Sunday, 23 December 2012

And the NRA's antidote to guns is...more guns!

We may share a common tongue and a fondness for fried potato products, but watching the press conference from Wayne LaPierre, Executive Vice-President of the National Rifle Association, the United States of America has never seemed more foreign, and less united.

Ominously silent since the Sandy Hook massacre, this was a first response to the events that crow-barred Newtown, Conneticut, into our collective consciousness, and whipped up the wave of anti-second amendment rhetoric now breaking daily on the doorstep of the NRA.

Mr LaPierre initially welcomed assembled members of the press to what he termed ‘the beginning of our discussion of the topic’, before announcing that no questions would be taken. From that point it became apparent the ‘discussion’ would be a tad one-sided and although an opportunity for questions was promised on another occasion, this was distinctly more polemic than press conference.

After confirming the NRA shared in the collective revulsion, Mr LaPierre asked why, in the aftermath of the abhorrent actions of Adam Lanza, was nobody tackling what he sees as the central issue; how to keep children safe, right now, in “a way that we know will work.” Mr LaPierre pointed out that Americans are perfectly happy to see presidents, airports, offices, court houses and even sports stadiums protected by armed guards, and yet when it comes to children, he said, they are left “utterly defenceless”. It was by now abundantly clear what was coming.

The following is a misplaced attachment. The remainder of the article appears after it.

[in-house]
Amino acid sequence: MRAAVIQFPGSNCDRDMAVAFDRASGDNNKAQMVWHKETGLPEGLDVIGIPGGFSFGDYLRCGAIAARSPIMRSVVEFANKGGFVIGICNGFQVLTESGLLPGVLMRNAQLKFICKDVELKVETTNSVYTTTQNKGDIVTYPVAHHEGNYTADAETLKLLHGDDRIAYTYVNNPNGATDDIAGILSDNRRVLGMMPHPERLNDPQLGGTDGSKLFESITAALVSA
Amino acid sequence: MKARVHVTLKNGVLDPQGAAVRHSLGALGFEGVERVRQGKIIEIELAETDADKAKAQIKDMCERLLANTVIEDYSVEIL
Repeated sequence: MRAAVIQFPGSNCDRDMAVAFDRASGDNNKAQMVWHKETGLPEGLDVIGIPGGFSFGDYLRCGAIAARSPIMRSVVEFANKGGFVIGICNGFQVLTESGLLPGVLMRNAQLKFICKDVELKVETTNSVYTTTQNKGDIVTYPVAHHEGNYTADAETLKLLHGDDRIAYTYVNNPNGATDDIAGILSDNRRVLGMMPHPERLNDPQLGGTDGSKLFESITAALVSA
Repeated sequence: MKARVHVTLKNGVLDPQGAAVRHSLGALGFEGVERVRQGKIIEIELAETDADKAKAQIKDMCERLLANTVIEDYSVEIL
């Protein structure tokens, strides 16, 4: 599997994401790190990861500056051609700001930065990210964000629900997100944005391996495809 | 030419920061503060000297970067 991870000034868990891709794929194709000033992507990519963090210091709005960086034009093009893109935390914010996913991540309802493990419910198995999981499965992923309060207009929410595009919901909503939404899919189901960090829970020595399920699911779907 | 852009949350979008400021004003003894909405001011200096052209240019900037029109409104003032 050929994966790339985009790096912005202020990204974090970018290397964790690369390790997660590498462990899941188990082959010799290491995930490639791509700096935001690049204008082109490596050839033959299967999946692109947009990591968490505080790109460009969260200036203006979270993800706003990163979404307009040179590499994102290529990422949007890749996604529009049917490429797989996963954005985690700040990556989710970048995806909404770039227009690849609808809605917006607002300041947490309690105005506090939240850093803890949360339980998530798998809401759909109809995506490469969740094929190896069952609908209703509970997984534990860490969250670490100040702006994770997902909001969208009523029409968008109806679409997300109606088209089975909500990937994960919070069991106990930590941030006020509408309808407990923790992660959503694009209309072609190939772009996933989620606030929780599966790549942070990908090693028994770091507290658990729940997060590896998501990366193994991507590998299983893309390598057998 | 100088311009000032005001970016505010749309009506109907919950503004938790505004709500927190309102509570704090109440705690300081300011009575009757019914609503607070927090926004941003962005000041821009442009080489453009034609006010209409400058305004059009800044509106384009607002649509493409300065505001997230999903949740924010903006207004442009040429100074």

The solution, as the NRA sees it, is a National School Shield Emergency Response Program, that’s gun-totting guards in schools to you and me. After all, as Mr LaPierre put it; “the only thing that stops a bad guy with a gun, is a good guy with a gun.” Well, the National Rifle Association must have a lot of guns, and, surprise surprise, LaPierre announced that the NRA is “willing and uniquely qualified to help.” But, not only help, they’ll bankroll it with both barrels, to the tune of “whatever scope the task requires.” Now, in a time of tight budgets and fiscal shortfalls, it’s deeply gratifying to think of an army of heavily-armed altruists riding to the rescue. Or is it?

Mr LaPierre had pilloried those he professed were trying to exploit the tragedy “for political gain”, and rightly so. Yet, it is hard to envisage from this “multi-faceted program”, incorporating armed security, building design, IT, access control, and featuring the “most knowledgeable and credentialed experts”, that somebody wouldn’t quietly come out of it with a big stash of cash.

Setting aside such cynical assertions, LaPierre did make some salient points. Movie studios and video games manufacturers were duly called to account for portraying life “as a joke” and murder “as a way of life”. After stating that society was “populated by an unknown number of genuine monsters”, he also chastised the media for giving said monsters their much craved global platform.

Although from this side of the pond, LaPierre’s proposal may smack of opportunist economics, or a cynical justification of the NRA’s own existence, saying; ‘oops, we were wrong, could everyone give their guns back?’ is unlikely to have the desired effect either.

However morally bankrupt it might seem to suggest sending armed security into American schools, perhaps the time for a more educational approach elapsed when Pandora’s gunpowder pouch was opened, and its access enshrined in US law. Sandy Hook evokes a collective pain, pointing to a collective problem, and a society consistently producing such cancerous killings, needs to take a long hard look inside itself for the cure.


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